- Document your need for ACT by writing down, or making a flowchart of, all the places you have lived, if you are a consumer, or your family member has lived and all the different agencies you have dealt with over the past few years. Would ACT’s comprehensive “one stop shopping” approach help you?
- ACT Advocacy Committees should advocate the program with those who influence which community services are offered for people with severe and persistent mental illnesses, including:
- state department of mental health commissioners
- state Medicaid directors
- state legislators who oversee mental health services and mental health budgets
- your own state legislators and city council member
- other advocacy organizations and coalitions
- management of local community mental health agencies
- management of managed care health plans that enroll people with severe mental illnesses, especially those with—or seeking-- Medicaid contracts
- To explain how ACT can help them, your ACT advocacy committee should meet with law enforcement agencies, including:
- local police departments and sheriffs and their state associations
- local jail officials
- Work with the media.
- write letters to the editor
- meet with editorial boards of newspapers
- consider inviting reporters to your meetings
Officials may object to the cost of ACT, which is $8,000 to $15,000 a year per client. But remember that in many communities the cost for high-quality, comprehensive care will be less than the cost of inappropriately putting a person in the county jail (about $22,000 a year). Costs in a residential treatment facility can approach $50,000 a year, and state hospital costs are often over $100,000 per year. In this time of shorter and fewer hospital stays and tight state budgets, programs of assertive community treatment are essential, cost-effective community alternatives. The 24-hour-a-day, seven-days-a-week ACT approach helps people recover from severe mental illnesses by providing medical psychiatric treatment, substance abuse treatment, help with education, employment, and housing. This practical, comprehensive approach offers the stability often needed by people with the most severe and persistent mental illnesses to move toward recovery.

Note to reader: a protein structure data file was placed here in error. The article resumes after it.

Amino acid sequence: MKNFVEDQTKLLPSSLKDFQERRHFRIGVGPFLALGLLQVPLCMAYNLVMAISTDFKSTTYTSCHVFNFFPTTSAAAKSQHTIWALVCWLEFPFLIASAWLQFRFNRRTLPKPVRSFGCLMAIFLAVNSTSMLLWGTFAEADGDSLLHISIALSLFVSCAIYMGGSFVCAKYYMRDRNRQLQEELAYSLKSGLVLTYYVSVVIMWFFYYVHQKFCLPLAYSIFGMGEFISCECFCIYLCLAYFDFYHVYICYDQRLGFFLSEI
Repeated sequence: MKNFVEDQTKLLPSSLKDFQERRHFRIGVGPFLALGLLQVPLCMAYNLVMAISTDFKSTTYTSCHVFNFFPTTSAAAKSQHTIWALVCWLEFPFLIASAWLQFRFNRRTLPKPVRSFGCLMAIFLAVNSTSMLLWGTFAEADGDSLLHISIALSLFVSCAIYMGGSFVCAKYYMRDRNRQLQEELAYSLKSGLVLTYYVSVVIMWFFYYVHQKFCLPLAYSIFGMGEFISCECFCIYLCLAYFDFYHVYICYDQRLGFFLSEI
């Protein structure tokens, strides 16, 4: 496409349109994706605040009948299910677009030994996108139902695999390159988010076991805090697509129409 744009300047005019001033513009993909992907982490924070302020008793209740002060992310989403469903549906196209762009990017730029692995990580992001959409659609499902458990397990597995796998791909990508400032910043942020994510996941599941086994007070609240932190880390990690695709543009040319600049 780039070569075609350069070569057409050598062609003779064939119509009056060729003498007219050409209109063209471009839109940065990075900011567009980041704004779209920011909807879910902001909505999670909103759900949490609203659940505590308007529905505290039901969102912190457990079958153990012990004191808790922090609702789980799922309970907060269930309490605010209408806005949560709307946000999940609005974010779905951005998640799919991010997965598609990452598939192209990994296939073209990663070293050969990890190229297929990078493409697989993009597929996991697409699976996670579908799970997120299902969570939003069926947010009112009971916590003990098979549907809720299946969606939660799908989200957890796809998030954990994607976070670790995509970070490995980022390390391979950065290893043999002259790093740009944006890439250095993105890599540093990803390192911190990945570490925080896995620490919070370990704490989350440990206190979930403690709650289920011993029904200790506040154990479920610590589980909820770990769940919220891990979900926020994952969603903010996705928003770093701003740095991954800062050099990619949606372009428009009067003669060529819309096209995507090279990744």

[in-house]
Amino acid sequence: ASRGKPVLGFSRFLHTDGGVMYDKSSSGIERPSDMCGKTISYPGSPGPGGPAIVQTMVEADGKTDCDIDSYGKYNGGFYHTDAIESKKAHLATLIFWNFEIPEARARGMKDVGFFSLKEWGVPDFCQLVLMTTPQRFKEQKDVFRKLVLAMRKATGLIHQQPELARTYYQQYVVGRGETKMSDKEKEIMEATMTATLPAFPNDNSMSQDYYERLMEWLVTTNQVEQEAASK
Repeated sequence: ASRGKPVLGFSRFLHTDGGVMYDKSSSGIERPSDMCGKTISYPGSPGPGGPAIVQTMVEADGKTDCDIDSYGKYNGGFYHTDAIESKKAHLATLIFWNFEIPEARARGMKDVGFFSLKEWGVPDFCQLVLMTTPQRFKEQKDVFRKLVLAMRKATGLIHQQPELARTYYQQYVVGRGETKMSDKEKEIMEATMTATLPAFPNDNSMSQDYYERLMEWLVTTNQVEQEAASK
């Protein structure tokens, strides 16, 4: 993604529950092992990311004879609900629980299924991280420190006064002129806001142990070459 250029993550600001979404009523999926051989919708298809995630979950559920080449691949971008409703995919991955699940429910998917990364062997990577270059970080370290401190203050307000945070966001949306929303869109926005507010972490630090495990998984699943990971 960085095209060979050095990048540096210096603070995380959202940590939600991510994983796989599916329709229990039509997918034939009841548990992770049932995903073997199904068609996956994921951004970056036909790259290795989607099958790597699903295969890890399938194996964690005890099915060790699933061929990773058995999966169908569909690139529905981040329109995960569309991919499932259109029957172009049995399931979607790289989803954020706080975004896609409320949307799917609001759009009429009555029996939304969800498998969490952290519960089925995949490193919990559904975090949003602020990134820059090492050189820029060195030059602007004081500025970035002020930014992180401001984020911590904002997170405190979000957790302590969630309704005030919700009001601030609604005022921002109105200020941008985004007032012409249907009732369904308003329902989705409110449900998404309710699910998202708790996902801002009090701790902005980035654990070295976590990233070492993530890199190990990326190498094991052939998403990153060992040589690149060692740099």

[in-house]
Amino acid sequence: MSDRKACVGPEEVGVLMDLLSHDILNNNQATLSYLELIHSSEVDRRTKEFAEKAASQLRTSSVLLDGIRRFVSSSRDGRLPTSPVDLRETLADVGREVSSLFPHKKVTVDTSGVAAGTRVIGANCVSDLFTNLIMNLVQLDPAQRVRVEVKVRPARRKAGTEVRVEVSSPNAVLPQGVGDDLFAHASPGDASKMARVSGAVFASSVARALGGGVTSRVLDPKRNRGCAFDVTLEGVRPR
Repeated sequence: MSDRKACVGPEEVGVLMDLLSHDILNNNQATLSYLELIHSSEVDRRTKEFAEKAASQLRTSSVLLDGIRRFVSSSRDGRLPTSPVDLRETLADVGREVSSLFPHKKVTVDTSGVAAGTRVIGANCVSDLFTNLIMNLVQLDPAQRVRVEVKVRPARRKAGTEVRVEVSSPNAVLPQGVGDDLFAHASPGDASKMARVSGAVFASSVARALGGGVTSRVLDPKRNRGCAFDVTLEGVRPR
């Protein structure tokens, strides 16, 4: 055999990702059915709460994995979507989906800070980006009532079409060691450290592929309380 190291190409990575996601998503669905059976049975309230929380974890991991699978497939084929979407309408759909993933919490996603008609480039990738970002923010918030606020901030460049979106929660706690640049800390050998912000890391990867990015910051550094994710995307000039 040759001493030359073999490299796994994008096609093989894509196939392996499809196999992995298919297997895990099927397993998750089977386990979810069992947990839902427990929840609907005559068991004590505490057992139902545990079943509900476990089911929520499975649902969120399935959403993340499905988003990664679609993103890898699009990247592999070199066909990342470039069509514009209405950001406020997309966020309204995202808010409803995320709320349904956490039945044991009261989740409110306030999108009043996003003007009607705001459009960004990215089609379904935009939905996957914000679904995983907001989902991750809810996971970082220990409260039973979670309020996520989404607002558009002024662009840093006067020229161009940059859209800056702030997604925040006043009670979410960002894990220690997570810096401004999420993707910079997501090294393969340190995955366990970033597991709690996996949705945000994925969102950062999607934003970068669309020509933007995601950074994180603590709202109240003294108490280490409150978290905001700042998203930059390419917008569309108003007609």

For more information about Assertive Community Treatment or the NAMI ACT Technical Assistance Center, please call us toll-free at 1-800-950-6264 or email us at ACT@nami.org.